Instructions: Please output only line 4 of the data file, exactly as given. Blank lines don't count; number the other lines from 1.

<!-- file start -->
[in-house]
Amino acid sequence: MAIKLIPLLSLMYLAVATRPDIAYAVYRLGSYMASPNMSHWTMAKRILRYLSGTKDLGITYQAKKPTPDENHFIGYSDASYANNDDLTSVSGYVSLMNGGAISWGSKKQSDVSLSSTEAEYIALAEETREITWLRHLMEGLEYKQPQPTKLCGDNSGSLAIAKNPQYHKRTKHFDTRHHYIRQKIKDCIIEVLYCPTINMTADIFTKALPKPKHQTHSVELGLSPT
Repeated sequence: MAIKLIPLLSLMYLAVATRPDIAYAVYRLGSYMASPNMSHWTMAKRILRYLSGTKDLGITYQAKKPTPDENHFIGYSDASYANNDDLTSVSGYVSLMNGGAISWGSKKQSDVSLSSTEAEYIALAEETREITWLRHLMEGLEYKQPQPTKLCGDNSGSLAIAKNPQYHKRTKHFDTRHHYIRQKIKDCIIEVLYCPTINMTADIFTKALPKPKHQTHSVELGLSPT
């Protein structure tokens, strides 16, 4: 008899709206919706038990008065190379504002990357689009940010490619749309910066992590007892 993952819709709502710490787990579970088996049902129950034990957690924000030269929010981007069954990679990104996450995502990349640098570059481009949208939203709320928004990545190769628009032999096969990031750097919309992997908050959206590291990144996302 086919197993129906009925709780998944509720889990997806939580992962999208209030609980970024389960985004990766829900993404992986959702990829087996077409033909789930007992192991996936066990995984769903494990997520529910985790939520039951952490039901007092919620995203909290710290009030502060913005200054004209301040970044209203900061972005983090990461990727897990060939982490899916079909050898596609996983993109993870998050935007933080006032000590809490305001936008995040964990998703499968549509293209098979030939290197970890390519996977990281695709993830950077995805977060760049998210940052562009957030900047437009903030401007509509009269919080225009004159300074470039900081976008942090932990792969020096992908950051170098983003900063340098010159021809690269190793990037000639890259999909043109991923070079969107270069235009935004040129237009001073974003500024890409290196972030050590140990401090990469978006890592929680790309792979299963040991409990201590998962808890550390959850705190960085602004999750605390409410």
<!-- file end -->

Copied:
């Protein structure tokens, strides 16, 4: 008899709206919706038990008065190379504002990357689009940010490619749309910066992590007892 993952819709709502710490787990579970088996049902129950034990957690924000030269929010981007069954990679990104996450995502990349640098570059481009949208939203709320928004990545190769628009032999096969990031750097919309992997908050959206590291990144996302 086919197993129906009925709780998944509720889990997806939580992962999208209030609980970024389960985004990766829900993404992986959702990829087996077409033909789930007992192991996936066990995984769903494990997520529910985790939520039951952490039901007092919620995203909290710290009030502060913005200054004209301040970044209203900061972005983090990461990727897990060939982490899916079909050898596609996983993109993870998050935007933080006032000590809490305001936008995040964990998703499968549509293209098979030939290197970890390519996977990281695709993830950077995805977060760049998210940052562009957030900047437009903030401007509509009269919080225009004159300074470039900081976008942090932990792969020096992908950051170098983003900063340098010159021809690269190793990037000639890259999909043109991923070079969107270069235009935004040129237009001073974003500024890409290196972030050590140990401090990469978006890592929680790309792979299963040991409990201590998962808890550390959850705190960085602004999750605390409410």